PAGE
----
The Buick was another matter altogether. The Buick, on the strength of its exterior appearance and its wonderful V-6 engine, promised everything but was really unhappy when the road got rough and twisty at the same time. The shock absorbers just seemed to give up. And since the engine's performance was so far superior to that of the other two, it only took a small squirt of throttle to get oneself well and truly launched into the next corner. After about three such corners, filled with sturm und drang and flying elbows, we learned to modulate the pressure on the loud pedal.
Buick's 3.8-liter turbo V-6 is a great engine in search of a great car. Its performance is so good that it cries out for a more stable platform than the one offered by the Grand National. Let our technical editor describe it in greater detail:
"Although it has only three-quarters the displacement and uses the same pushrod valve gear of its competitors' V-8 engines, the Buick motor easily outmuscles them both. The source of its power is a computer-controlled AiResearch T3 turbocharger, which is allowed to generate up to 15 psi of boost under favorable conditions. The proper fuel quantity to match the blown engine's deep breathing is determined by the same computer, using a mass-airflow sensor and various temperature and pressure sensors. Each cylinder's dose of fuel is then metered very accurately by sequentially firing electronic injectors. The computer also determines the optimal spark timing and ignites each cylinder's charge with a high-precision, distributor-less ignition system. The result of this exotic technology is a nice, round 200 horsepower and 300 pound-feet of torque."
The Monte Carlo's L69 engine is an American classic: a 305-cubic-inch version of the 30-year-old Chevy small-block V-8. Think of it as either the carbureted Z28 engine or a regular old Chevy V-8 with a 9.5 compression ratio and a Corvette camshaft. Either way, it delivers a very pleasing 180 horsepower. Not as spectacular as the Buick's turbo V-6, but more than ample for styling and profiling, it moves the Monte Carlo along at a pace that would have been unimaginable five years ago.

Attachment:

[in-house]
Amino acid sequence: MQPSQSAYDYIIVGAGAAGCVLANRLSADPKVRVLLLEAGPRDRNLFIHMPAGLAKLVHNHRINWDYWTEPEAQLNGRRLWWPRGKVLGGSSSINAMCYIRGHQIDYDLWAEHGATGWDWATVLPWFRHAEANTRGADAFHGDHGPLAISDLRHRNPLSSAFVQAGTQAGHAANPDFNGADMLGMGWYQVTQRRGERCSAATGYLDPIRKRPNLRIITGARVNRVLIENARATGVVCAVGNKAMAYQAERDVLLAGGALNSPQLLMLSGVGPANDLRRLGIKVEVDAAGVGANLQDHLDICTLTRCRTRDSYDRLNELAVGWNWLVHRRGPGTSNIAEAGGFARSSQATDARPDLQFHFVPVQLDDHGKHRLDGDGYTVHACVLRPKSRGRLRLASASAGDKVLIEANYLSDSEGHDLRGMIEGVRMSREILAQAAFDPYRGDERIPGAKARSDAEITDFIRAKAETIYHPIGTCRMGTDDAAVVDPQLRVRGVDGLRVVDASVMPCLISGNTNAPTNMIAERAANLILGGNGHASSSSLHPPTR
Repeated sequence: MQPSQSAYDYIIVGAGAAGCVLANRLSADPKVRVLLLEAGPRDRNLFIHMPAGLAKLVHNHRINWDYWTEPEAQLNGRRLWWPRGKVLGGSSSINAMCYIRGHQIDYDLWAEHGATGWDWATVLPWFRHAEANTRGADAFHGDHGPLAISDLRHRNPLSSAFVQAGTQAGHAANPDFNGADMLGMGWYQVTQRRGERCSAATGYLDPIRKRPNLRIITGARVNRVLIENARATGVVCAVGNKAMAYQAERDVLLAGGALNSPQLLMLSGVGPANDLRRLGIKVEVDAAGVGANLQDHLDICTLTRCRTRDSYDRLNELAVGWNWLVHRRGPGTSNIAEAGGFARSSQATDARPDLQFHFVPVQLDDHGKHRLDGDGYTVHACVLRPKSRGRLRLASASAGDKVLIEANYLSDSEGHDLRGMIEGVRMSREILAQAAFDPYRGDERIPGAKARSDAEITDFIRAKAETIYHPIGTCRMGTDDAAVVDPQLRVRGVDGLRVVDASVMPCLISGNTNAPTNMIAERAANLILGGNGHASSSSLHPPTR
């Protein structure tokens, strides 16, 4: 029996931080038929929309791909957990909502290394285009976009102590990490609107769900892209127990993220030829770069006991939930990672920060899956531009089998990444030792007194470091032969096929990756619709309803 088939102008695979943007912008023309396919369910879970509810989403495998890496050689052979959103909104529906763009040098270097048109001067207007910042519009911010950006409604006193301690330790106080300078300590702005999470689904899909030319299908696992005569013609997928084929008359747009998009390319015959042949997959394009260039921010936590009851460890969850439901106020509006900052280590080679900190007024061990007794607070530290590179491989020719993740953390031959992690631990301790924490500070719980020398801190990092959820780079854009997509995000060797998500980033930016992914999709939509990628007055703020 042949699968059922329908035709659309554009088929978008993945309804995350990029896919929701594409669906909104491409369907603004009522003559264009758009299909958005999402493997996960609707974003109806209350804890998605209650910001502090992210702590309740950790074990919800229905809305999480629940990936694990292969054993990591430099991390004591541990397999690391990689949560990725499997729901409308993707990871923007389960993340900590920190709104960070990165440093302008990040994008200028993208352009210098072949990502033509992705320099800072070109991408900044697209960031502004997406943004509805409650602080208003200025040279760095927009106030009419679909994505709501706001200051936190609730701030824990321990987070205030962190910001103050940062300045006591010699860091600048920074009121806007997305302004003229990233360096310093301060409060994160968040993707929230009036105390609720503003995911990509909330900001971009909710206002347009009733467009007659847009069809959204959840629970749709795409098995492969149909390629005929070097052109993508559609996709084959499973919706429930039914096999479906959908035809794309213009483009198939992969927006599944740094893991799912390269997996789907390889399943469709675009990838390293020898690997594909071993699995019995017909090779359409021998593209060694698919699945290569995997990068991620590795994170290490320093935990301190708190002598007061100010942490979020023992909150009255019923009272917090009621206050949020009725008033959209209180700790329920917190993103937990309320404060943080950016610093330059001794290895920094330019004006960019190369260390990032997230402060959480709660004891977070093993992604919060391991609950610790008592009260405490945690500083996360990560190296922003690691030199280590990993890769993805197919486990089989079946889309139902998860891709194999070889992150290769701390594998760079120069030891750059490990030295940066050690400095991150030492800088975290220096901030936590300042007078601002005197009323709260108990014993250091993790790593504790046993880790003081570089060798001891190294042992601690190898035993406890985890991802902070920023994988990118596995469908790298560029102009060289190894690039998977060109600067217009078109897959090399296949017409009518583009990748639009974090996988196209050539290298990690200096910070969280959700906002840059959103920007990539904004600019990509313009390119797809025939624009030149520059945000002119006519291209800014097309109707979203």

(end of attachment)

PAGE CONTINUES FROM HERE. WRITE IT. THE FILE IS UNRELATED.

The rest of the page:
These cars are true enthusiasts' vehicles, in that they really don't make a lot of sense. They're performance cars that don't really go all that fast; flash cars with the look and the smell and the roar of race cars, but the soul of mom-and-pop sedans. But it's astonishing how much fun they are. And that's the whole point. People stare at them. They look terrific. The Buick is about perfect as automotive graphics go, but the Olds and the Monte Carlo have their own songs to sing.
Every one of the three deserves a better interior. The seats just don't get it, but our guess is that the target customers for the Olds and the Chevy don't worry too much about seats and ergonomics—that's for Porsche people and other poseurs. The Buick, though, is different. First of all, it's a bit more expensive, and it's so black, so sleek, that one really ought to be able to yank the door open and be stunned by a gorgeous high-tech interior, including an up-to-date package of analog instruments.
The Monte Carlo SS was our overall favorite, with the Buick a very close second. The Monte Carlo doesn't go as fast or look as mean as the Buick Grand National, but the Monte Carlo offers its driver a nicely balanced portfolio of acceleration, braking and handling, and NASCAR style. It's clear that Chevrolet gave this car a great deal of thought, because it delivers. The decals and special trim mask no disappointments. The car is what it says it is, and does what it looks like it ought to do. It rolls along the freeway just like a grown-up automobile, yet handles the swoops and humps of the Angeles Crest and Mulholland Drive like a great big sporty car. It ought to be sensational for delivering the beer and friends to the beach for this weekend's volleyball tournament.
1985 Buick Regal Grand National
200-hp turbocharged V-6, 4-speed automatic, 3460 lb
Base/as-tested price: $13,565/$16,289
C/D TEST RESULTS
60 mph: 7.5 sec
1/4 mile: 15.7 sec @ 87 mph
100 mph: 22.9 sec
Braking, 70–0 mph: 198 ft
Roadholding, 300-ft-dia skidpad: 0.80 g
C/D observed fuel economy: 17 mpg
1985 Chevrolet Monte Carlo SS
180-hp V-8, 4-speed automatic, 3530 lb
Base/as-tested price: $11,608/$14,430
C/D TEST RESULTS
60 mph: 7.8 sec
1/4 mile: 15.9 sec @ 86 mph
100 mph: 25.6 sec
Braking, 70–0 mph: 204 ft
Roadholding, 300-ft-dia skidpad: 0.80 g
C/D observed fuel economy: 18 mpg
1985 Oldsmobile 442
180-hp V-8, 4-speed automatic, 3570 lb
Base/as-tested price: $11,745/$14,366
C/D TEST RESULTS
60 mph: 9.1 sec
1/4 mile: 16.6 sec @ 83 mph
100 mph: 31.3 sec
Braking, 70–0 mph: 204 ft
Roadholding, 300-ft-dia skidpad: 0.78 g
C/D observed fuel economy: 14 mpg